Search - Chain :: chain.exe

Genres: Alternative Rock, World Music, Pop, Rock
  •  Track Listings (6) - Disc #1

Chain's second album "chain.exe" is now upon us. After the work on this CD had to be put on hold for the production of the critically acclaimed "Frameshift", featuring Dream Theater's James LaBrie, Henning Pauly has finish...  more »


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CD Details

All Artists: Chain
Title: chain.exe
Members Wishing: 2
Total Copies: 0
Label: ProgRock Records
Original Release Date: 9/1/2004
Release Date: 9/1/2004
Genres: Alternative Rock, World Music, Pop, Rock
Style: Australia & New Zealand
Number of Discs: 1
SwapaCD Credits: 1
UPCs: 837792009078, 0837792009078, 4026219206329, 402621920632


Album Description
Chain's second album "chain.exe" is now upon us. After the work on this CD had to be put on hold for the production of the critically acclaimed "Frameshift", featuring Dream Theater's James LaBrie, Henning Pauly has finished the follow up album. This time around he could gather some amazing musicians to help him make this CD a more impressive progressive metal experience. Among the musicians are Michael Sadler, lead singer from SAGA, and Mike Keneally (Frank Zappa, Steve Vai, Mullmuzzler, Beer for Dolphins, etc.) who lends his voice and guitar skills to the last track on the album. Sadler is singing on an already highly praised cover version of Saga's own "Hot to Cold" together with Chain's lead singer Matt Cash and Maya Haddi, who will also be singing together with Sadler on the upcoming double CD rock opera "Babysteps", which will be released in late 2004.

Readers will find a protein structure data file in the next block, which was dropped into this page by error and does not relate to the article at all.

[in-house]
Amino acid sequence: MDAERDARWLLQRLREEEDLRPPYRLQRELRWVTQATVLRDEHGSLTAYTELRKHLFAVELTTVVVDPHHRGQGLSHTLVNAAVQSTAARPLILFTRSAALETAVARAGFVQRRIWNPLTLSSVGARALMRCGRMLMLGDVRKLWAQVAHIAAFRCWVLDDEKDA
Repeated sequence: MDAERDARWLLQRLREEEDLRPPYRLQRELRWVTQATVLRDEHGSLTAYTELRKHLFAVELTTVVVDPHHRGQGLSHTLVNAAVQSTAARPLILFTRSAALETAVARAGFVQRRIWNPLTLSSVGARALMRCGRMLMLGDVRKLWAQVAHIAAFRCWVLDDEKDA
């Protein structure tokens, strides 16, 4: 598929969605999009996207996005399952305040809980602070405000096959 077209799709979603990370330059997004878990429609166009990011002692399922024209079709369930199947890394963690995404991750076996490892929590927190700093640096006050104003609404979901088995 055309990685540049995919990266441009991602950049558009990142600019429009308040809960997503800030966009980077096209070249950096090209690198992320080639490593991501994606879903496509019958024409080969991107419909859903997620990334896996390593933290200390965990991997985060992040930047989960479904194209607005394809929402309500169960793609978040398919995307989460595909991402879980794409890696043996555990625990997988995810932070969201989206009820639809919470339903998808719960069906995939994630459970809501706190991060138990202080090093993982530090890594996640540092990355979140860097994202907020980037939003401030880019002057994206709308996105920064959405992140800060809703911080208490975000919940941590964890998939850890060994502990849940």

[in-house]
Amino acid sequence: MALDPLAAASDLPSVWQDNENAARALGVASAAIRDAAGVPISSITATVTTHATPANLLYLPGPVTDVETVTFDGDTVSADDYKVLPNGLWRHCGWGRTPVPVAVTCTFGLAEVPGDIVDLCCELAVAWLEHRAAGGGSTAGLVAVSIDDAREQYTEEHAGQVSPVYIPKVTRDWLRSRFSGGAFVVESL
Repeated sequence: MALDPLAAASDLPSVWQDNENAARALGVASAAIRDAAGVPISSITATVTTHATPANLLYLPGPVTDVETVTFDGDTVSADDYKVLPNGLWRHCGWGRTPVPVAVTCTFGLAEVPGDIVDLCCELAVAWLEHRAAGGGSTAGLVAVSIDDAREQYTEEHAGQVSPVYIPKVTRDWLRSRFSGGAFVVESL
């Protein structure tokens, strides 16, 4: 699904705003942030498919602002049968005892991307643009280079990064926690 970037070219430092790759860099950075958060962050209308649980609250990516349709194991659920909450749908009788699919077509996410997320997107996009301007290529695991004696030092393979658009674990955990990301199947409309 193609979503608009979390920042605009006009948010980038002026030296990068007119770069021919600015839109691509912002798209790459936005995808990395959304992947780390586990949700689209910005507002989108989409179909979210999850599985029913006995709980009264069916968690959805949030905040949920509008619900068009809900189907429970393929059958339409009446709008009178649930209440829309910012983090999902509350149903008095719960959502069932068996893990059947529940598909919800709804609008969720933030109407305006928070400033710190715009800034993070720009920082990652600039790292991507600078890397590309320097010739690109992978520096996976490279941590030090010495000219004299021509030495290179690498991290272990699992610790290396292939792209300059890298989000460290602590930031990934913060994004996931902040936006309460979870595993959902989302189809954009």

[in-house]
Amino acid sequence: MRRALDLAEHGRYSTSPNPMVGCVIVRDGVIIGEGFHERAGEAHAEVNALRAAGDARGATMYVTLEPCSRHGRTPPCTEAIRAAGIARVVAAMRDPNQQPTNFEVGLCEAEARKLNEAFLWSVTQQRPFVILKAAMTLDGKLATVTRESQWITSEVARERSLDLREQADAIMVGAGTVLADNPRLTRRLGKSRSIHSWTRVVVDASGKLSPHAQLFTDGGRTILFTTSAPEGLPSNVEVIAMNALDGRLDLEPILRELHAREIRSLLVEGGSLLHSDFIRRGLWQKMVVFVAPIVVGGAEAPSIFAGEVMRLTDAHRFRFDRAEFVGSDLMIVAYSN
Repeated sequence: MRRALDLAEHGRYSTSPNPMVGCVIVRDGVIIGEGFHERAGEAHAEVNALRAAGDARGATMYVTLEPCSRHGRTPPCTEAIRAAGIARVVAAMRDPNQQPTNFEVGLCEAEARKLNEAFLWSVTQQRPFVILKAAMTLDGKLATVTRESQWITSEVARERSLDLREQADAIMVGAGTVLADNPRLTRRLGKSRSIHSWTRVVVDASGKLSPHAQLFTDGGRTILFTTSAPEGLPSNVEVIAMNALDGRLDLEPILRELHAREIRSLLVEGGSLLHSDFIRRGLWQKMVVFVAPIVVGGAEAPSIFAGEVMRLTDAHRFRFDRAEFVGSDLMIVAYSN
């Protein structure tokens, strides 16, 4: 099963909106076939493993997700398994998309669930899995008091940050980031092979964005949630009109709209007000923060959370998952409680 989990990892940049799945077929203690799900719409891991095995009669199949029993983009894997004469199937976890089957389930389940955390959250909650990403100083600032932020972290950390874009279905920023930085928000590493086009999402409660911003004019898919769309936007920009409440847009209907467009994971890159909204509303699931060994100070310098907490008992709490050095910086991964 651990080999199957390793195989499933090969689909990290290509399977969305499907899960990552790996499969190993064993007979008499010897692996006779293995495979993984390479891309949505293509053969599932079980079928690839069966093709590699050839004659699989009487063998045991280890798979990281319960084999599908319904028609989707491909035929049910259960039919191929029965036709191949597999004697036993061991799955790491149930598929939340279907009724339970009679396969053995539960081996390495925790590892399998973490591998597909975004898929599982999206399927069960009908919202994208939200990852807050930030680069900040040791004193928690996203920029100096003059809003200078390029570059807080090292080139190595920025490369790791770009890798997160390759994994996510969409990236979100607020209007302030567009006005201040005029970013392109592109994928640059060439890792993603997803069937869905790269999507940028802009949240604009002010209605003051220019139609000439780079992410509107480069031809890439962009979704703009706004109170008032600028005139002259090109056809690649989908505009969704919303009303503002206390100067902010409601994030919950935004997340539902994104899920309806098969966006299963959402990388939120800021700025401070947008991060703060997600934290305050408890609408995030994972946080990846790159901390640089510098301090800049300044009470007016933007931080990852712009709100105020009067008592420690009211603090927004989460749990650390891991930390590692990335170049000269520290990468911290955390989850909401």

CD Reviews

Chain.exe -- What progressive music is really about
Christina Leschinsky | 10/03/2004
(5 out of 5 stars)


Sure, there are perks like guest appearances by people such as Michael Sadler (SAGA), Mike Keneally (too much to list), and Jody Ashworth (TSO); but flashy names are not what it boils down to. Chain.exe is a much welcomed break in the progressive rock/metal world from the niche many "progressive" bands seem to find themselves in.

Opening with "Cities," a mere 38 minute song, you hear perhaps some of the most innovative music this decade has to offer. And this song has it all. Well-thought-out structure of both lyrical and instrumental melodies leaves one awe-struck at the way vocals blend into guitar solos which, for once, seem like a voice of their own-- instead of mindless shredding. A stunning a capella section featuring five vocalists leaves you practically begging to hear more-- what with some of the lowest vocals ever heard from Ashworth, complimented by the amazing high range that guest artist Maya Haddi infused into that part of the song. Matt Cash, Edward Heppenstall, and Sadler all contribute to the middle range, filling the whole a capella section with an array of vocal tracks that will blow your mind.

"Cities" is an adventure in music. From its opening note until the very end, it takes you through a world of different sounds and time signatures one wouldn't normally associate together. The core theme to the song can be heard throughout its seven tracks, yet it appears in so many styles that you never tire of hearing it. The vocals, singing about worldly experiences, are interspersed with different instrumentation so seamlessly that unless you are paying precise attention, you may just find yourself singing along to instruments rather than the vocals themselves. Everything fits so perfectly that when you get to the saxophone solo, played by Steve Katsikas, you are almost expecting it there.